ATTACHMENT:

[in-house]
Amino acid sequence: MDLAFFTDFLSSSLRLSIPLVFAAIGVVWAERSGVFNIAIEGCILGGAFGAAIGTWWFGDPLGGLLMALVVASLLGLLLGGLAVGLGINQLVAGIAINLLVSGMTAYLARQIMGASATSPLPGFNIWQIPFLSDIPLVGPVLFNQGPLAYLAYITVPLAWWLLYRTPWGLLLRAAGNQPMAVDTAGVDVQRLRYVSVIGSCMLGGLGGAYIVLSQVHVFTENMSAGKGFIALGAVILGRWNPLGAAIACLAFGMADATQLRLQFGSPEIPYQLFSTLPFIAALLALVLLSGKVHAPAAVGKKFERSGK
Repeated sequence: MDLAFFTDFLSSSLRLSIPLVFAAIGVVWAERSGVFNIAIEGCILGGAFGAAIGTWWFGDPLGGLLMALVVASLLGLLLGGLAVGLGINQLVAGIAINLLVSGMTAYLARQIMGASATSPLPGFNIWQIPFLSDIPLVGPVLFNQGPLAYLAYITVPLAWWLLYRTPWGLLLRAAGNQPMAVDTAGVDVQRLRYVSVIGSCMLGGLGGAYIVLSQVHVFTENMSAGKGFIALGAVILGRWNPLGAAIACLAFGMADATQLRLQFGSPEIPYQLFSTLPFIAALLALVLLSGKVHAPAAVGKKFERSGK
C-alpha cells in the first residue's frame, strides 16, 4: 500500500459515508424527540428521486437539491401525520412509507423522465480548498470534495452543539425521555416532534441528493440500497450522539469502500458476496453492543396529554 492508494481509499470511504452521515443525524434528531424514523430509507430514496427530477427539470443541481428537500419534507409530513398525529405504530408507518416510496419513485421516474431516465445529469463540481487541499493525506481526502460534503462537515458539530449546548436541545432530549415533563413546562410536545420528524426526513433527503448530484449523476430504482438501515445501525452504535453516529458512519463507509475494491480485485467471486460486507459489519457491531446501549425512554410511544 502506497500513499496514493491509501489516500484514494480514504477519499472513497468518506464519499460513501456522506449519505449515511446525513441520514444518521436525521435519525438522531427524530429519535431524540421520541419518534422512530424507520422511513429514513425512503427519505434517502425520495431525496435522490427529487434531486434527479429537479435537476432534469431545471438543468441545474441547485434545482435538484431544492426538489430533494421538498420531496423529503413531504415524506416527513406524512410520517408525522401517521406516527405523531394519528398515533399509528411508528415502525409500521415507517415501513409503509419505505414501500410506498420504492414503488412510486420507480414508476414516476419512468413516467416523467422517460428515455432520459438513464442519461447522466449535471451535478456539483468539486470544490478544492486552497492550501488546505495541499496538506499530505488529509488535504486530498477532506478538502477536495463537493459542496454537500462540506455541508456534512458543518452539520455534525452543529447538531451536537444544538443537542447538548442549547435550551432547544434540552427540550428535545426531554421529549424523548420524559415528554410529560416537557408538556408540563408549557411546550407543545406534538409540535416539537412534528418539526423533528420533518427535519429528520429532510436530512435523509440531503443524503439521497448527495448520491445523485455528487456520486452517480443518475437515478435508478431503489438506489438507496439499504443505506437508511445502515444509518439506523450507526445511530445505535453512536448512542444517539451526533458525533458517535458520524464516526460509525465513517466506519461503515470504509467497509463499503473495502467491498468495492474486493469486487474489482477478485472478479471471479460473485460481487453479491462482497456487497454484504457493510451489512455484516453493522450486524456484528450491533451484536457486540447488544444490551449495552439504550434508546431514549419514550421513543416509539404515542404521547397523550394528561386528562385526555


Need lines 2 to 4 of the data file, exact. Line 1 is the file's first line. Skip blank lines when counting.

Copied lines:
Amino acid sequence: MDLAFFTDFLSSSLRLSIPLVFAAIGVVWAERSGVFNIAIEGCILGGAFGAAIGTWWFGDPLGGLLMALVVASLLGLLLGGLAVGLGINQLVAGIAINLLVSGMTAYLARQIMGASATSPLPGFNIWQIPFLSDIPLVGPVLFNQGPLAYLAYITVPLAWWLLYRTPWGLLLRAAGNQPMAVDTAGVDVQRLRYVSVIGSCMLGGLGGAYIVLSQVHVFTENMSAGKGFIALGAVILGRWNPLGAAIACLAFGMADATQLRLQFGSPEIPYQLFSTLPFIAALLALVLLSGKVHAPAAVGKKFERSGK
Repeated sequence: MDLAFFTDFLSSSLRLSIPLVFAAIGVVWAERSGVFNIAIEGCILGGAFGAAIGTWWFGDPLGGLLMALVVASLLGLLLGGLAVGLGINQLVAGIAINLLVSGMTAYLARQIMGASATSPLPGFNIWQIPFLSDIPLVGPVLFNQGPLAYLAYITVPLAWWLLYRTPWGLLLRAAGNQPMAVDTAGVDVQRLRYVSVIGSCMLGGLGGAYIVLSQVHVFTENMSAGKGFIALGAVILGRWNPLGAAIACLAFGMADATQLRLQFGSPEIPYQLFSTLPFIAALLALVLLSGKVHAPAAVGKKFERSGK
C-alpha cells in the first residue's frame, strides 16, 4: 500500500459515508424527540428521486437539491401525520412509507423522465480548498470534495452543539425521555416532534441528493440500497450522539469502500458476496453492543396529554 492508494481509499470511504452521515443525524434528531424514523430509507430514496427530477427539470443541481428537500419534507409530513398525529405504530408507518416510496419513485421516474431516465445529469463540481487541499493525506481526502460534503462537515458539530449546548436541545432530549415533563413546562410536545420528524426526513433527503448530484449523476430504482438501515445501525452504535453516529458512519463507509475494491480485485467471486460486507459489519457491531446501549425512554410511544 502506497500513499496514493491509501489516500484514494480514504477519499472513497468518506464519499460513501456522506449519505449515511446525513441520514444518521436525521435519525438522531427524530429519535431524540421520541419518534422512530424507520422511513429514513425512503427519505434517502425520495431525496435522490427529487434531486434527479429537479435537476432534469431545471438543468441545474441547485434545482435538484431544492426538489430533494421538498420531496423529503413531504415524506416527513406524512410520517408525522401517521406516527405523531394519528398515533399509528411508528415502525409500521415507517415501513409503509419505505414501500410506498420504492414503488412510486420507480414508476414516476419512468413516467416523467422517460428515455432520459438513464442519461447522466449535471451535478456539483468539486470544490478544492486552497492550501488546505495541499496538506499530505488529509488535504486530498477532506478538502477536495463537493459542496454537500462540506455541508456534512458543518452539520455534525452543529447538531451536537444544538443537542447538548442549547435550551432547544434540552427540550428535545426531554421529549424523548420524559415528554410529560416537557408538556408540563408549557411546550407543545406534538409540535416539537412534528418539526423533528420533518427535519429528520429532510436530512435523509440531503443524503439521497448527495448520491445523485455528487456520486452517480443518475437515478435508478431503489438506489438507496439499504443505506437508511445502515444509518439506523450507526445511530445505535453512536448512542444517539451526533458525533458517535458520524464516526460509525465513517466506519461503515470504509467497509463499503473495502467491498468495492474486493469486487474489482477478485472478479471471479460473485460481487453479491462482497456487497454484504457493510451489512455484516453493522450486524456484528450491533451484536457486540447488544444490551449495552439504550434508546431514549419514550421513543416509539404515542404521547397523550394528561386528562385526555